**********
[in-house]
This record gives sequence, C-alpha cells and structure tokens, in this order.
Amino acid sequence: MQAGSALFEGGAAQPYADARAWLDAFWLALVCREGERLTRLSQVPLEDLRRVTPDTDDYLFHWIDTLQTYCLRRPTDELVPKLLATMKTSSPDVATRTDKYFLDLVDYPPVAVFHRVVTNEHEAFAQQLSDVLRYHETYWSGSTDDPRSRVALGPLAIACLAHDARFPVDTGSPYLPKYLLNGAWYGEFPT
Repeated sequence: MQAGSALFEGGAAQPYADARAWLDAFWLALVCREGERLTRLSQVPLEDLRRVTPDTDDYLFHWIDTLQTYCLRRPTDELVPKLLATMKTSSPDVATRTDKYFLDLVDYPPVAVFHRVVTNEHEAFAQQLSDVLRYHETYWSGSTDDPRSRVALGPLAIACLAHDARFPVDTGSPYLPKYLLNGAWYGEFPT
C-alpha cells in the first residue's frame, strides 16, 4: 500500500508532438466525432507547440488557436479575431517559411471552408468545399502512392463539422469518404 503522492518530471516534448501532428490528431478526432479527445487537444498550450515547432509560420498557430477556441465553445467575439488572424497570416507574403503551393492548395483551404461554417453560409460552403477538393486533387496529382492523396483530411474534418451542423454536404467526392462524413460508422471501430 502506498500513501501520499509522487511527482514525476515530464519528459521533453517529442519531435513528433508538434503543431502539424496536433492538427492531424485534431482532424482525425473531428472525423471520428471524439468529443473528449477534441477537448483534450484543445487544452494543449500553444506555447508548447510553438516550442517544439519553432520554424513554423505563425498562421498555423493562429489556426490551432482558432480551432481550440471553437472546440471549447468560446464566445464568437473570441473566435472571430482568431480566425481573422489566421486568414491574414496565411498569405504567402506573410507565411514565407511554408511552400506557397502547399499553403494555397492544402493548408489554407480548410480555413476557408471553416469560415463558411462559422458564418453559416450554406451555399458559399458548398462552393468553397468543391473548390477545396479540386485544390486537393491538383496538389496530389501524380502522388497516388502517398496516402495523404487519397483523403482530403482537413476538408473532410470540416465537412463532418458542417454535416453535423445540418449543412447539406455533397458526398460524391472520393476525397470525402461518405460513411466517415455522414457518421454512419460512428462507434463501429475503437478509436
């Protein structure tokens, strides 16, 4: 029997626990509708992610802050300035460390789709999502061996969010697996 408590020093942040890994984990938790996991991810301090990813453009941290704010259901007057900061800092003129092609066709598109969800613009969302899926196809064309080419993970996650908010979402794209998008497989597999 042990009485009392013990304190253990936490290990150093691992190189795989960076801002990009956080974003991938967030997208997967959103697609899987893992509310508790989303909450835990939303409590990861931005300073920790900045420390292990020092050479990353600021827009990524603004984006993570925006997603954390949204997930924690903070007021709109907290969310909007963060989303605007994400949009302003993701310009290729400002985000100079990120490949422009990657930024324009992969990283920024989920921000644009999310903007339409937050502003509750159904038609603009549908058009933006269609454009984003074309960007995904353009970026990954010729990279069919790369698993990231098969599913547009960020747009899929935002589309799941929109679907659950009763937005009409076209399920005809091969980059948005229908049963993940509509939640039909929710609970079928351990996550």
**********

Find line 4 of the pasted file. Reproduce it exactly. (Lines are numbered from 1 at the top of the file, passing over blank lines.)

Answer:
Repeated sequence: MQAGSALFEGGAAQPYADARAWLDAFWLALVCREGERLTRLSQVPLEDLRRVTPDTDDYLFHWIDTLQTYCLRRPTDELVPKLLATMKTSSPDVATRTDKYFLDLVDYPPVAVFHRVVTNEHEAFAQQLSDVLRYHETYWSGSTDDPRSRVALGPLAIACLAHDARFPVDTGSPYLPKYLLNGAWYGEFPT